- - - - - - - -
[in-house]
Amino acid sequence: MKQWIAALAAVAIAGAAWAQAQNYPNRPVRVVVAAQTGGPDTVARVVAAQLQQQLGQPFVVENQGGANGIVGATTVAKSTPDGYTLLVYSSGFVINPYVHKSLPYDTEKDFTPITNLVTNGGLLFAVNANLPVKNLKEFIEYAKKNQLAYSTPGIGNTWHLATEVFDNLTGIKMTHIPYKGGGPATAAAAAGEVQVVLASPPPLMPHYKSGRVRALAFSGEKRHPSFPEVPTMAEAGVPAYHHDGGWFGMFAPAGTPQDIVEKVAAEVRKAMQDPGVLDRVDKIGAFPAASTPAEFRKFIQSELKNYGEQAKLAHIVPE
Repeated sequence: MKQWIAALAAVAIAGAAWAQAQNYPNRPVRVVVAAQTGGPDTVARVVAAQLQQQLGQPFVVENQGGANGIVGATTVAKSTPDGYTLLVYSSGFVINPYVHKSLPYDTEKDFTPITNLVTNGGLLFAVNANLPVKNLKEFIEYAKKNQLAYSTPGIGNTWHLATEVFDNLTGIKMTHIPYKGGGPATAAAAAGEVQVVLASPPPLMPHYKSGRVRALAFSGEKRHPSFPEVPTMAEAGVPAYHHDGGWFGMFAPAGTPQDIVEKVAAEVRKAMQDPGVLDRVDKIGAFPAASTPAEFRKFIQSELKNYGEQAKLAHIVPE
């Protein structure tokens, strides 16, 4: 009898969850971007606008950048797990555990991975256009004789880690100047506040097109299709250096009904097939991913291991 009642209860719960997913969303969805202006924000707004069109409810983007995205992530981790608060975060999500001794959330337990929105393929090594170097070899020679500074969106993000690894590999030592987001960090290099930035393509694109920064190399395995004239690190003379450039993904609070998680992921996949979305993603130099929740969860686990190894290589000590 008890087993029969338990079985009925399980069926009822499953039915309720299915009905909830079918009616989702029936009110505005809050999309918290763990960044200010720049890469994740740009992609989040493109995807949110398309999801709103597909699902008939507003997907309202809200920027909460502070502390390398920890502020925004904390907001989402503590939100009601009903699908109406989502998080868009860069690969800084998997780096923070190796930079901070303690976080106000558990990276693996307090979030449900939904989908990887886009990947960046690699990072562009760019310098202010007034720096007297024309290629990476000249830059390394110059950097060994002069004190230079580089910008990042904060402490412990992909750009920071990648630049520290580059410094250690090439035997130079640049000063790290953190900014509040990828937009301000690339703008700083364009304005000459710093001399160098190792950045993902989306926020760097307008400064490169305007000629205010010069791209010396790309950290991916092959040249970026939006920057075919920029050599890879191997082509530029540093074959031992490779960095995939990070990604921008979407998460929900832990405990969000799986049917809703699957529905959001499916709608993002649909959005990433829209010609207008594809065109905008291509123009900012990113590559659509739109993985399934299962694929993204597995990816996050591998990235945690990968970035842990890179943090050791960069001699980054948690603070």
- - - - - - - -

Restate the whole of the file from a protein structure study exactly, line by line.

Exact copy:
[in-house]
Amino acid sequence: MKQWIAALAAVAIAGAAWAQAQNYPNRPVRVVVAAQTGGPDTVARVVAAQLQQQLGQPFVVENQGGANGIVGATTVAKSTPDGYTLLVYSSGFVINPYVHKSLPYDTEKDFTPITNLVTNGGLLFAVNANLPVKNLKEFIEYAKKNQLAYSTPGIGNTWHLATEVFDNLTGIKMTHIPYKGGGPATAAAAAGEVQVVLASPPPLMPHYKSGRVRALAFSGEKRHPSFPEVPTMAEAGVPAYHHDGGWFGMFAPAGTPQDIVEKVAAEVRKAMQDPGVLDRVDKIGAFPAASTPAEFRKFIQSELKNYGEQAKLAHIVPE
Repeated sequence: MKQWIAALAAVAIAGAAWAQAQNYPNRPVRVVVAAQTGGPDTVARVVAAQLQQQLGQPFVVENQGGANGIVGATTVAKSTPDGYTLLVYSSGFVINPYVHKSLPYDTEKDFTPITNLVTNGGLLFAVNANLPVKNLKEFIEYAKKNQLAYSTPGIGNTWHLATEVFDNLTGIKMTHIPYKGGGPATAAAAAGEVQVVLASPPPLMPHYKSGRVRALAFSGEKRHPSFPEVPTMAEAGVPAYHHDGGWFGMFAPAGTPQDIVEKVAAEVRKAMQDPGVLDRVDKIGAFPAASTPAEFRKFIQSELKNYGEQAKLAHIVPE
């Protein structure tokens, strides 16, 4: 009898969850971007606008950048797990555990991975256009004789880690100047506040097109299709250096009904097939991913291991 009642209860719960997913969303969805202006924000707004069109409810983007995205992530981790608060975060999500001794959330337990929105393929090594170097070899020679500074969106993000690894590999030592987001960090290099930035393509694109920064190399395995004239690190003379450039993904609070998680992921996949979305993603130099929740969860686990190894290589000590 008890087993029969338990079985009925399980069926009822499953039915309720299915009905909830079918009616989702029936009110505005809050999309918290763990960044200010720049890469994740740009992609989040493109995807949110398309999801709103597909699902008939507003997907309202809200920027909460502070502390390398920890502020925004904390907001989402503590939100009601009903699908109406989502998080868009860069690969800084998997780096923070190796930079901070303690976080106000558990990276693996307090979030449900939904989908990887886009990947960046690699990072562009760019310098202010007034720096007297024309290629990476000249830059390394110059950097060994002069004190230079580089910008990042904060402490412990992909750009920071990648630049520290580059410094250690090439035997130079640049000063790290953190900014509040990828937009301000690339703008700083364009304005000459710093001399160098190792950045993902989306926020760097307008400064490169305007000629205010010069791209010396790309950290991916092959040249970026939006920057075919920029050599890879191997082509530029540093074959031992490779960095995939990070990604921008979407998460929900832990405990969000799986049917809703699957529905959001499916709608993002649909959005990433829209010609207008594809065109905008291509123009900012990113590559659509739109993985399934299962694929993204597995990816996050591998990235945690990968970035842990890179943090050791960069001699980054948690603070």